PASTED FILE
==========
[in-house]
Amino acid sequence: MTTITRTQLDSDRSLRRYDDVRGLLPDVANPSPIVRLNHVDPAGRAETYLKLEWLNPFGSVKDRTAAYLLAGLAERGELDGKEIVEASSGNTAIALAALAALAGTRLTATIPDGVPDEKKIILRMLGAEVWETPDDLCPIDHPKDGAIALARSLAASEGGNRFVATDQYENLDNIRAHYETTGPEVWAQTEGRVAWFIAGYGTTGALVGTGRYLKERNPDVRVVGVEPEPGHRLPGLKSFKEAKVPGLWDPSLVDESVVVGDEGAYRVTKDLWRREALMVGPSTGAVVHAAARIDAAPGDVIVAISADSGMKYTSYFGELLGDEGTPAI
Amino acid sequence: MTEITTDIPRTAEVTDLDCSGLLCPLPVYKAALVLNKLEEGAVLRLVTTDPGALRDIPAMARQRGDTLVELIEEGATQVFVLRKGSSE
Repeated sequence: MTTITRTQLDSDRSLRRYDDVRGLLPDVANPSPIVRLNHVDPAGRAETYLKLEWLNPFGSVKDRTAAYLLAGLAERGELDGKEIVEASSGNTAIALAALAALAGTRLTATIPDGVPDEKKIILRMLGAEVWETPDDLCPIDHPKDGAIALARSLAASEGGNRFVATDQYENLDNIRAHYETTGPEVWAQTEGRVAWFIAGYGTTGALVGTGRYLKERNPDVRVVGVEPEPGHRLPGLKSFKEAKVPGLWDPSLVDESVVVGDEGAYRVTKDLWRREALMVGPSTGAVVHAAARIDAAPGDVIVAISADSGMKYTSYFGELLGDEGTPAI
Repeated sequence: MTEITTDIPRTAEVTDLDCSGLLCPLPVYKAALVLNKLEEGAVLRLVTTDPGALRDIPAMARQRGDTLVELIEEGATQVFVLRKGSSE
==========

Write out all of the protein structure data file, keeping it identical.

[in-house]
Amino acid sequence: MTTITRTQLDSDRSLRRYDDVRGLLPDVANPSPIVRLNHVDPAGRAETYLKLEWLNPFGSVKDRTAAYLLAGLAERGELDGKEIVEASSGNTAIALAALAALAGTRLTATIPDGVPDEKKIILRMLGAEVWETPDDLCPIDHPKDGAIALARSLAASEGGNRFVATDQYENLDNIRAHYETTGPEVWAQTEGRVAWFIAGYGTTGALVGTGRYLKERNPDVRVVGVEPEPGHRLPGLKSFKEAKVPGLWDPSLVDESVVVGDEGAYRVTKDLWRREALMVGPSTGAVVHAAARIDAAPGDVIVAISADSGMKYTSYFGELLGDEGTPAI
Amino acid sequence: MTEITTDIPRTAEVTDLDCSGLLCPLPVYKAALVLNKLEEGAVLRLVTTDPGALRDIPAMARQRGDTLVELIEEGATQVFVLRKGSSE
Repeated sequence: MTTITRTQLDSDRSLRRYDDVRGLLPDVANPSPIVRLNHVDPAGRAETYLKLEWLNPFGSVKDRTAAYLLAGLAERGELDGKEIVEASSGNTAIALAALAALAGTRLTATIPDGVPDEKKIILRMLGAEVWETPDDLCPIDHPKDGAIALARSLAASEGGNRFVATDQYENLDNIRAHYETTGPEVWAQTEGRVAWFIAGYGTTGALVGTGRYLKERNPDVRVVGVEPEPGHRLPGLKSFKEAKVPGLWDPSLVDESVVVGDEGAYRVTKDLWRREALMVGPSTGAVVHAAARIDAAPGDVIVAISADSGMKYTSYFGELLGDEGTPAI
Repeated sequence: MTEITTDIPRTAEVTDLDCSGLLCPLPVYKAALVLNKLEEGAVLRLVTTDPGALRDIPAMARQRGDTLVELIEEGATQVFVLRKGSSE